sunset from behind the wire

sunset from behind the wire

Saturday, March 25, 2017

Settled Science

Global Warming is settled science, right?

So is Global Cooling - there have been ice ages and many learned scientists say that if it was not for human-generated activity we'd be in the middle of an ice age again. --So, you're welcome. Chicago is not under three miles of solid ice because me and those like me are driving gas-guzzling trucks.

Of course the rant had to change to "climate change" because the climate always changes and "weather" because that changes too based on a number of variables which are poorly understood - manly based on both the sun and the regions of space that we are hurtling through. "Climate change" is much easier to prove than global warming/cooling because it changes every year to one degree or another. ("settled science" doesn't predict accurately the degree to which it will change and on which part of the globe)

Nearly 1,000 feet below the bed of the Dead Sea, scientists have found evidence that during past warm periods, the Mideast has suffered drought on scales never recorded by humans. Thick layers of crystalline salt show that rainfall plummeted to as little as a fifth of modern levels some 120,000 years ago, and again about 10,000 years ago.

Deep below the seabed, drilling revealed thick layers of salt, precipitated out during past warm, dry periods. In this specimen, transparent crystals (right) formed on what was then the bottom during winter; finer white ones (right) formed on the water surface in summer and later sank.
Yael Kiro, Steven L. Goldstein, Javier Garcia-Veigas, Elan Levy, Yochanan Kushnir, Mordechai Stein, Boaz Lazar. Relationships between lake-level changes and water and salt budgets in the Dead Sea during extreme aridities in the Eastern Mediterranean. Earth and Planetary Science Letters, 2017; 464: 211 DOI: 10.1016/j.epsl.2017.01.043
Thus, in the past,  drought has plagued the desert worse than it does today -- times in the past when there were no humans. However, now that there are humans, the drought has returned to the Middle East and the fault inevitably lies with the United States of America, which needs to make massive financial reparations to the rest of the world. Or so-said Barack Obama, who bowed meekly and accepted the blame on our behalf. Thanks Barack.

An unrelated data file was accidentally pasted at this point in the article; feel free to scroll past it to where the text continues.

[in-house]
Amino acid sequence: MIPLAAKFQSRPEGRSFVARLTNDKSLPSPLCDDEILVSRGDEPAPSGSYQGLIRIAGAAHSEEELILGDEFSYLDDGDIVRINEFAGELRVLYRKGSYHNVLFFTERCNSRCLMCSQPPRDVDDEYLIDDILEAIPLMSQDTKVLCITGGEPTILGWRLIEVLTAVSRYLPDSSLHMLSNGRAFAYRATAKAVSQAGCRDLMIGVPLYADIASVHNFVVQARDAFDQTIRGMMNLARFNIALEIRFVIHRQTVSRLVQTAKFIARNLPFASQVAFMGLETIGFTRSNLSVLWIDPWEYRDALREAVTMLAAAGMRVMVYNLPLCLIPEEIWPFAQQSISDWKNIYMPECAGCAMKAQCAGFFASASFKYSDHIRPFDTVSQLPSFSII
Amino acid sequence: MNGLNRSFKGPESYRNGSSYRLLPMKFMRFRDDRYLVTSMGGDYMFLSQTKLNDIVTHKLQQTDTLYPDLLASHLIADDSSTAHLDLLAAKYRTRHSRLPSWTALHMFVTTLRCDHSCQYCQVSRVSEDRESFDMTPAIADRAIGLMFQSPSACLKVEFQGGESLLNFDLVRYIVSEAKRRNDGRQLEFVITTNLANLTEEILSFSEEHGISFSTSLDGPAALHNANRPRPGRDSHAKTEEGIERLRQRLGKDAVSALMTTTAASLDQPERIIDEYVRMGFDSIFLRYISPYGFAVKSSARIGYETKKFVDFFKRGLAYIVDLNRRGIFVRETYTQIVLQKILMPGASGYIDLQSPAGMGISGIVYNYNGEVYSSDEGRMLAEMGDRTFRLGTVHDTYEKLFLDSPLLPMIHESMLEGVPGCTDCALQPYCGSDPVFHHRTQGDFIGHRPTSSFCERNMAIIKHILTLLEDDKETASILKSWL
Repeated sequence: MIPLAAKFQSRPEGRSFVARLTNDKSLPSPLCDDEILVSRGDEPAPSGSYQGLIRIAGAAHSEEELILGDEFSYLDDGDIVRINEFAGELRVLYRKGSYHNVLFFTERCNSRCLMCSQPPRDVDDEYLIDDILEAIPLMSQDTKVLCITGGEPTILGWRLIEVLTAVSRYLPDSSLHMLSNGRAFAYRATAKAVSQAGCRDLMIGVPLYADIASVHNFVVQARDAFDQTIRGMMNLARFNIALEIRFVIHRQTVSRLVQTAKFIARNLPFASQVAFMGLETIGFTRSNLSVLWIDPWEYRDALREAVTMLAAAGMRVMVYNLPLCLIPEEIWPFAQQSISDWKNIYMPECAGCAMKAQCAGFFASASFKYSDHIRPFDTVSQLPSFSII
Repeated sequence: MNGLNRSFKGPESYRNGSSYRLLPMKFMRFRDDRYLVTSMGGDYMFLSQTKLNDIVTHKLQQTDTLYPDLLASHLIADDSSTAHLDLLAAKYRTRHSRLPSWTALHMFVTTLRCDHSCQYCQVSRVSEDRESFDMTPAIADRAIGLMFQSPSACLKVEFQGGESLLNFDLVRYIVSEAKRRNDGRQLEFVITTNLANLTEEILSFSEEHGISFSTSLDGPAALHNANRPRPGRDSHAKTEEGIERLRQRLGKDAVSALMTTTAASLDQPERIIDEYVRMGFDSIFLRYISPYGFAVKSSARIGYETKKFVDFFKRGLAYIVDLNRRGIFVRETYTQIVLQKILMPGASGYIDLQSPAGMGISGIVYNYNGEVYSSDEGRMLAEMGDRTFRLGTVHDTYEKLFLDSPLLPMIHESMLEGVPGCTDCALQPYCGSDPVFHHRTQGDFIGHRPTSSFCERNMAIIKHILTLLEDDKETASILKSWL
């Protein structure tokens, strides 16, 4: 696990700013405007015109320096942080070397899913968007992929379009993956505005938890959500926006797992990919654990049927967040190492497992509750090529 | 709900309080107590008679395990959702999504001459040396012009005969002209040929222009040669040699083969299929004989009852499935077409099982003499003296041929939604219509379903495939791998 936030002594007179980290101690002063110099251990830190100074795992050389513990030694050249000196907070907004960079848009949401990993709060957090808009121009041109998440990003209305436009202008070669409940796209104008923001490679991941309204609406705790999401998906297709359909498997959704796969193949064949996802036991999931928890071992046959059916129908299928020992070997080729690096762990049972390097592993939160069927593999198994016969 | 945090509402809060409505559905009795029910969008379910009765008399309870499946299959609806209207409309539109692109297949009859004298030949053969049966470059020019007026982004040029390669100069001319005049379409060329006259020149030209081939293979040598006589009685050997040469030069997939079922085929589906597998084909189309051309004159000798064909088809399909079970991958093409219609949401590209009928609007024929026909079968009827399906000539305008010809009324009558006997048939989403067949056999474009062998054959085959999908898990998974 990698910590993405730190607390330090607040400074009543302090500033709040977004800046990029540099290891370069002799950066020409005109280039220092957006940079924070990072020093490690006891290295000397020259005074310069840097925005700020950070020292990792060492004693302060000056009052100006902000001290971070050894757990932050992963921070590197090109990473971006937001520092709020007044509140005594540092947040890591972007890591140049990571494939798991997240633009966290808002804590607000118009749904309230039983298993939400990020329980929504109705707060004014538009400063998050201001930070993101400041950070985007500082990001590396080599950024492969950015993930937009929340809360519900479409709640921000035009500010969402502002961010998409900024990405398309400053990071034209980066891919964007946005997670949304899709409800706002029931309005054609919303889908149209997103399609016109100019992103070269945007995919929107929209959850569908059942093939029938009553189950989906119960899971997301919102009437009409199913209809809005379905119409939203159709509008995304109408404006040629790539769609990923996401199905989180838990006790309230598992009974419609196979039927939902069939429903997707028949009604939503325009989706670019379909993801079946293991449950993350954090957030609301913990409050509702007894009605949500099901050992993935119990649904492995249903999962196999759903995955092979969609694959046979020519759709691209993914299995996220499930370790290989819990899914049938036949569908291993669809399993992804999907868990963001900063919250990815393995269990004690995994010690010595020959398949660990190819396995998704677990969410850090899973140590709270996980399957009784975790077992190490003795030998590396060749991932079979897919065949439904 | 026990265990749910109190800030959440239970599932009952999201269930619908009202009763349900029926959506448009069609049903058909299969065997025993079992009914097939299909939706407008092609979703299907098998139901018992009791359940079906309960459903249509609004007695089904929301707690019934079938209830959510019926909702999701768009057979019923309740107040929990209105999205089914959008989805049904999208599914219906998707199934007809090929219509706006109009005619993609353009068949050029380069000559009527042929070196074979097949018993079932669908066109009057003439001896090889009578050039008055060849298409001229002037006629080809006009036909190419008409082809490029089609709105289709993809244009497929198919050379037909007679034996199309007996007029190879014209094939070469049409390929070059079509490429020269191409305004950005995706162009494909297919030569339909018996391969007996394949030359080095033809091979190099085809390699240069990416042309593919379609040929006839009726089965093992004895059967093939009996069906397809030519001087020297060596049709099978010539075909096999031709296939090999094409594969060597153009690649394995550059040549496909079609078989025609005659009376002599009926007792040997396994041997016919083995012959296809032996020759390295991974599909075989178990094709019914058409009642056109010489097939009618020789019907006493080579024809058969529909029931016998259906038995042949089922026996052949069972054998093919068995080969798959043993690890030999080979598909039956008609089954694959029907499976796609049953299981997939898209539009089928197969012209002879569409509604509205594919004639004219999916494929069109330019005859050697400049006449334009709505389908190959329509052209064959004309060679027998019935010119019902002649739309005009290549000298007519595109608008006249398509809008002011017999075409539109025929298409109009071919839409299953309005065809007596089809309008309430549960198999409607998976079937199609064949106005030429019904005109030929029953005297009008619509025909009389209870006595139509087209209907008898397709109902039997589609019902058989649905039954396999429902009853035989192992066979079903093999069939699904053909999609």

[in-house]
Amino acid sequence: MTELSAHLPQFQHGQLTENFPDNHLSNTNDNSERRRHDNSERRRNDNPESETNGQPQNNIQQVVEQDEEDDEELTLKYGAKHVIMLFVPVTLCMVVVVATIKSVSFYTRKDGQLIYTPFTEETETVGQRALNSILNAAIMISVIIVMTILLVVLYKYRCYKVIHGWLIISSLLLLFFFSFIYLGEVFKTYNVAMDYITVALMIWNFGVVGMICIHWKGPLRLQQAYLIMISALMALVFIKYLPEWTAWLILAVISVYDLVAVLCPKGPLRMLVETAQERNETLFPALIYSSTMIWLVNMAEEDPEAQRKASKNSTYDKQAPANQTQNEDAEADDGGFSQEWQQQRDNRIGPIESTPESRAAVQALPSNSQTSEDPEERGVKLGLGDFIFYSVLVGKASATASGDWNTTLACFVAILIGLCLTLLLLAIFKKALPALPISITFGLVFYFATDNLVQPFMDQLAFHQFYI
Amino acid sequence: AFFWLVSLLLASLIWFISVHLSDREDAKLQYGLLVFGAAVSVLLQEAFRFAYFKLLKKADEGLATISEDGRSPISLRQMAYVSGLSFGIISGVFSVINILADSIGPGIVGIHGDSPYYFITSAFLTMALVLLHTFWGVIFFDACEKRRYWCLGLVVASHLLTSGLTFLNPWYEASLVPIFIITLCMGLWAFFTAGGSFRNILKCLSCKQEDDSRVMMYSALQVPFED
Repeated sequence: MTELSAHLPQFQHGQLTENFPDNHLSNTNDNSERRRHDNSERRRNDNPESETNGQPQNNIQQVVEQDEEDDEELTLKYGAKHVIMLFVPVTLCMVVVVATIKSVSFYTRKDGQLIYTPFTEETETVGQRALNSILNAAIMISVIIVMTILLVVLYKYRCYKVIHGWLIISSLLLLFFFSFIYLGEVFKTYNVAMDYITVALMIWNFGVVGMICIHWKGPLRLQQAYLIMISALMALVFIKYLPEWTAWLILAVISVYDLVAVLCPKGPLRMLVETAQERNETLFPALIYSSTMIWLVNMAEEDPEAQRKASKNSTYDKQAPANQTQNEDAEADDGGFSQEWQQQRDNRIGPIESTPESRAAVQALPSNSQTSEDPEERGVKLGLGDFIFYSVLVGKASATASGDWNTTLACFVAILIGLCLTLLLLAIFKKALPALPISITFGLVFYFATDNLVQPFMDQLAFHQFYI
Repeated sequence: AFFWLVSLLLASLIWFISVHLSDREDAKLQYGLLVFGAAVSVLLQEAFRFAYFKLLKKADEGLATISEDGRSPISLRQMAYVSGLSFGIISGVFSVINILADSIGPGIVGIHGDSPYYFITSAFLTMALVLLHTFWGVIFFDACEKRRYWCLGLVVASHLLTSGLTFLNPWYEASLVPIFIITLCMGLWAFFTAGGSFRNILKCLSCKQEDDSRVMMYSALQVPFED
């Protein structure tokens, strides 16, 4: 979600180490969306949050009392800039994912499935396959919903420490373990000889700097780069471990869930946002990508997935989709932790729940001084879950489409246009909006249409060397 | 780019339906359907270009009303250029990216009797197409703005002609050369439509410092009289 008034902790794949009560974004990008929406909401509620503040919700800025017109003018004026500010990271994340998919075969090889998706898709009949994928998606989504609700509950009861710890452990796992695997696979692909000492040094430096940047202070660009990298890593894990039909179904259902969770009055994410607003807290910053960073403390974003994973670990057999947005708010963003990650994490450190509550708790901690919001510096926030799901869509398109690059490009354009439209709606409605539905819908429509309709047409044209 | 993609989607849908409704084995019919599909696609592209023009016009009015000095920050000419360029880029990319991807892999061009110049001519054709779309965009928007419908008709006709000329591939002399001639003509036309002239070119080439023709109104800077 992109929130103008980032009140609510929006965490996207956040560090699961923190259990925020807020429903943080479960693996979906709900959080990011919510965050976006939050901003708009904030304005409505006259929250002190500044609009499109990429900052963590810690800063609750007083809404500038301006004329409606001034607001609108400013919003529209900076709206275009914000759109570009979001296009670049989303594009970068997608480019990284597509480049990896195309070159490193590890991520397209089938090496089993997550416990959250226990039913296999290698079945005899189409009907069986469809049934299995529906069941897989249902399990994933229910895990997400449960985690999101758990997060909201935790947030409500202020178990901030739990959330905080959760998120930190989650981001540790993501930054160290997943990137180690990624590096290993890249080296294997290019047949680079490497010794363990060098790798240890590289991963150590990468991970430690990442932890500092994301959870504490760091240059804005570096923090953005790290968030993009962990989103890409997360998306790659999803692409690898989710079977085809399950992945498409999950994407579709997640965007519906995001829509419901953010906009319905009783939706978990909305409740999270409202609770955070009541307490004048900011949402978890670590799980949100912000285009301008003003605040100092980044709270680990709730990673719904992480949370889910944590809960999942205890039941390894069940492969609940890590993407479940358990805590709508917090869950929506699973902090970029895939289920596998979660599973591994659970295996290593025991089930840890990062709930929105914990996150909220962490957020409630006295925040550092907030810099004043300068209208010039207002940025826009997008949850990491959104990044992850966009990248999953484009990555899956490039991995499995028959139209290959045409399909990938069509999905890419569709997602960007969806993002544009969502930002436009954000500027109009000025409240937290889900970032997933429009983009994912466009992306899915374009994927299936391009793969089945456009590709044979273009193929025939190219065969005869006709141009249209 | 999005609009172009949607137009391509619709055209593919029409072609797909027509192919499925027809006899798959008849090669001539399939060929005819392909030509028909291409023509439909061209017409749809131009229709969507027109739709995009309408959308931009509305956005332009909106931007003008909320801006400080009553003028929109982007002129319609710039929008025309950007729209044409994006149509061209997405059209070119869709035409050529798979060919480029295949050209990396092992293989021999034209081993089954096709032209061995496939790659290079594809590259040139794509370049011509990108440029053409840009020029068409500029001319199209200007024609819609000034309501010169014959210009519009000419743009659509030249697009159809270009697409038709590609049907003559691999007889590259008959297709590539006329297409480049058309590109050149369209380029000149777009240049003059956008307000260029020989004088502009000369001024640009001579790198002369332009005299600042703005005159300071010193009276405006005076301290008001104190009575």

The landlocked Dead Sea, straddling Israel, Jordan and Palestinian lands, is earth's lowest spot on land. Its current shoreline lies about 1,300 feet below sea level, and its floor extends down another 900 feet. Fed mainly by the Jordan River drainage, which extends also into Syria and Lebanon, it is a dead end for water, and so is extremely salty; its Biblical name in Hebrew is Y'm ha-Melah, the sea of salt. In recent years, its level has dropped about four feet a year. But hot, dry weather is not the main cause yet; rather, booming populations in the region need more water than ever, and people are sucking so much from the watershed, very little reaches the Dead Sea, where evaporation is outweighing input.

Israel (the country without oil) is meeting its demand by desalinating Mediterranean seawater.

The Arabs (the ones with oil) are sucking the water from the ground and are exacerbating the problem. To alleviate growing water shortages, Jordan plans to break ground next year on a canal to bring in water from the Red Sea for desalination; leftover brine would be dumped into the Dead Sea, possibly stabilizing its level. But the project is controversial, because it could cause drastic environmental changes in both seas, and could still leave much of the rest of the region with inadequate water.

Make of all this what you will. Environmentalists are predicting looming disaster. But then again, that's how they make a living---as they struggle, reconciling 'settled science'. 

The war against the weather continues, however, the funding from the Trump Administration to fight it, has ended.